Our Curriculum

Parents as Teachers utilizes the national Foundational curriculum as our parent education program. Our curriculum focuses on parent-child interaction, development-centered parenting, and family well-being. Other goals of the curriculum include building on the strengths, capabilities and skills of the child and family, and building protective factors within the family.

Our curriculum focuses on five areas of child development: language development, social-emotional development, motor development, cognitive development, and perceptual development.

Language Development
Expressive Language refers to what babies can say on their own: the sounds, words, and eventually sentences they speak. It is the sounds that babies produce in order to communicate, including crying, babbling, jargon speech, and eventually true words. Receptive Language is also called language comprehension and is what babies can understand. What sounds, words, and sentences make sense to them? Receptive language is the ability of the baby to understand language that is directed towards them. It is the words, voice inflections, and gestures a baby understands but does not necessarily produce. Babies have been experiencing this since birth.

Social-Emotional Development
Emotional development is the growing ability to handle emotions and remember feelings. Babies use emotional signals to figure out what is going on in their world. Babies remember emotions that were communicated. Toddlers begin to experience new emotions, as the areas of the brain mature. Toddlers are very emotional and get their feelings hurt easily. Social development is the ability to seek social interaction and enjoy watching others. Children learn through the reactions and responses of caregivers. By watching their parents' responses, children learn what behaviors are acceptable.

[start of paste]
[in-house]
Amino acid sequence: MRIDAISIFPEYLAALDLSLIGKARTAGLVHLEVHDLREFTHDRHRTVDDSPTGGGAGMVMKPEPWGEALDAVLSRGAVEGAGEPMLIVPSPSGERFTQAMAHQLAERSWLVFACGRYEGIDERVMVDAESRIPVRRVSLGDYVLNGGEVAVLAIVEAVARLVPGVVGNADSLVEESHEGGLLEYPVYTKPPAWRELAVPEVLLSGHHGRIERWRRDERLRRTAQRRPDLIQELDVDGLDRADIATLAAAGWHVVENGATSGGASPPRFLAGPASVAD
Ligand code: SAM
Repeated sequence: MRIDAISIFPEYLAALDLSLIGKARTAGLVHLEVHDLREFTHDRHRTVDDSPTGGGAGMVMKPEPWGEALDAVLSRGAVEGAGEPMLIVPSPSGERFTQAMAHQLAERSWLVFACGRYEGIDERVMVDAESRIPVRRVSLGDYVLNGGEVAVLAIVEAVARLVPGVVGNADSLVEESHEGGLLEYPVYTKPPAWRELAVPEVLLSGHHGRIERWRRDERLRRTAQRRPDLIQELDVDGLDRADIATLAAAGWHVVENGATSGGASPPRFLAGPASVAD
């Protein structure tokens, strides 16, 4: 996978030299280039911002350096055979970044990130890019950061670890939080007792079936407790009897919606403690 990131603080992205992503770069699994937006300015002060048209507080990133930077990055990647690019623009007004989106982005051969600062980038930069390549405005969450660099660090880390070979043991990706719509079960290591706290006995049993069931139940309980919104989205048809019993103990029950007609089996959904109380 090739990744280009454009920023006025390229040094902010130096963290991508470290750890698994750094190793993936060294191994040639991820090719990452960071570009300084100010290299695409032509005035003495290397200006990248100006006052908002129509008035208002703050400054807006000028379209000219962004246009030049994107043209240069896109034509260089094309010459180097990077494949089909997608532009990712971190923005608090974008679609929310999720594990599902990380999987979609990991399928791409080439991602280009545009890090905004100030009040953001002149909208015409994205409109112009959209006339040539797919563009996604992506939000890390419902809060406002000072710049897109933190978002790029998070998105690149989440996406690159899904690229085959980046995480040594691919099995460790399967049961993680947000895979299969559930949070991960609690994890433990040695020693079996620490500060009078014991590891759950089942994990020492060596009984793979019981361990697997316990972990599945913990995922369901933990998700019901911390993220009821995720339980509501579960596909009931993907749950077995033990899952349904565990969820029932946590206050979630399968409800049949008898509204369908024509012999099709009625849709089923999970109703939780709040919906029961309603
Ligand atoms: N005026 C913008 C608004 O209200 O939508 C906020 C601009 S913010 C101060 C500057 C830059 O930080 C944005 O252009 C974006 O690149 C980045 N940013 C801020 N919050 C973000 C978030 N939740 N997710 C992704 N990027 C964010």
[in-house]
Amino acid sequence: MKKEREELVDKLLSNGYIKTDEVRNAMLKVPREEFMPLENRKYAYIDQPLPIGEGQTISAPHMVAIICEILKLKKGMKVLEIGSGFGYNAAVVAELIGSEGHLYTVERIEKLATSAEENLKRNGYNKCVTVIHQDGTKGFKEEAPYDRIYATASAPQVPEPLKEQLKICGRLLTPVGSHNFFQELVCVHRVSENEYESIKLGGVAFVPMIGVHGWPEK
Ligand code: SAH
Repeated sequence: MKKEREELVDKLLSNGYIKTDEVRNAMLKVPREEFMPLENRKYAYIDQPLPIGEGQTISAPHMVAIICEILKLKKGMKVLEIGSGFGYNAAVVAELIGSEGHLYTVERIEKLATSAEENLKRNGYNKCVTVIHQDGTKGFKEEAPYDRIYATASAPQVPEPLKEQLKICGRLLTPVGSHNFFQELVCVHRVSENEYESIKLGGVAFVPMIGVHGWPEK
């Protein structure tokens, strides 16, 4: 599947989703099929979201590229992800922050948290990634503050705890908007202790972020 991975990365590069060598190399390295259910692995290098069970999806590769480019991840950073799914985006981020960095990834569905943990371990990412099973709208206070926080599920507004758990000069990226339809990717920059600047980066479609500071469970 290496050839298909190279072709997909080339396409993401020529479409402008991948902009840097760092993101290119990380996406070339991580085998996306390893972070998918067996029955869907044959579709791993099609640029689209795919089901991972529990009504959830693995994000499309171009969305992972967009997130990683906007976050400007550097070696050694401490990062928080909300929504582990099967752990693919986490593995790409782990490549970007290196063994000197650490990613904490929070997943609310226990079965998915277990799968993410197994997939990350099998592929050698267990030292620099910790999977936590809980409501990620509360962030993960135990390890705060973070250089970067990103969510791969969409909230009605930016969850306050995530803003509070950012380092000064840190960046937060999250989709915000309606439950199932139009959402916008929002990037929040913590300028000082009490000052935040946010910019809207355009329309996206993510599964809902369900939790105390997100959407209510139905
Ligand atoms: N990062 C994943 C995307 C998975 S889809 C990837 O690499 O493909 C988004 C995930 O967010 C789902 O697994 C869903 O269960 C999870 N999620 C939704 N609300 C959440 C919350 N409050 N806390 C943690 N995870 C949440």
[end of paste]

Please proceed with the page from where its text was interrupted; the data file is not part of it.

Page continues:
Motor Development
Gross motor refers to the maturation and coordination of the large muscles of the body. It includes locomotor skills (crawling, walking, running, jumping, hopping, galloping, and skipping), non-locomotor skills (bending, turning, stretching, twisting, etc.), manipulative skills (throwing, catching, kicking, rolling, and striking), and physical abilities (balance, flexibility, agility, and strength). Fine motor refers to the control, coordination, and refined movement of the small muscles of the body. An infant uses their little and ring fingers to hold objects against their palm. Small muscles include the muscles in the fingers, toes, eyes, and muscles in the mouth and tongue.

Cognitive Development
Cognitive development refers to the growth of knowledge and mental abilities involved in thinking, remembering, imagining, creating, making logical deductions, solving, and making generalizations. At four months, babies have some expectation that objects continue to exist when no longer in view. At 14-24 months, trial and error is the baby's problem-solving technique. A child can show remarkable persistence. They become great imitators; they remember actions long after they were modeled.

Perceptual Development
Babies use their vision and motor movement together. You can almost see them thinking when they bat at an object. Perceptual development is when a child gathers important information about their surroundings through his eyes (visual), ears (auditory), skin (tactile), muscles/joints (proprioceptive), and movement (kinesthetic). It is about the development of what the brain is capable of doing with perceptual or sensory input. It greatly influences a child's ability to move effectively and efficiently. For instance, as a child learns to go down the stairs, they will look to see that their foot is on the step and their hand is on the railing. Movement experiences will also help them learn that they have two sides to their body, where their body is in space, and that they can throw and object to a target with control and precision.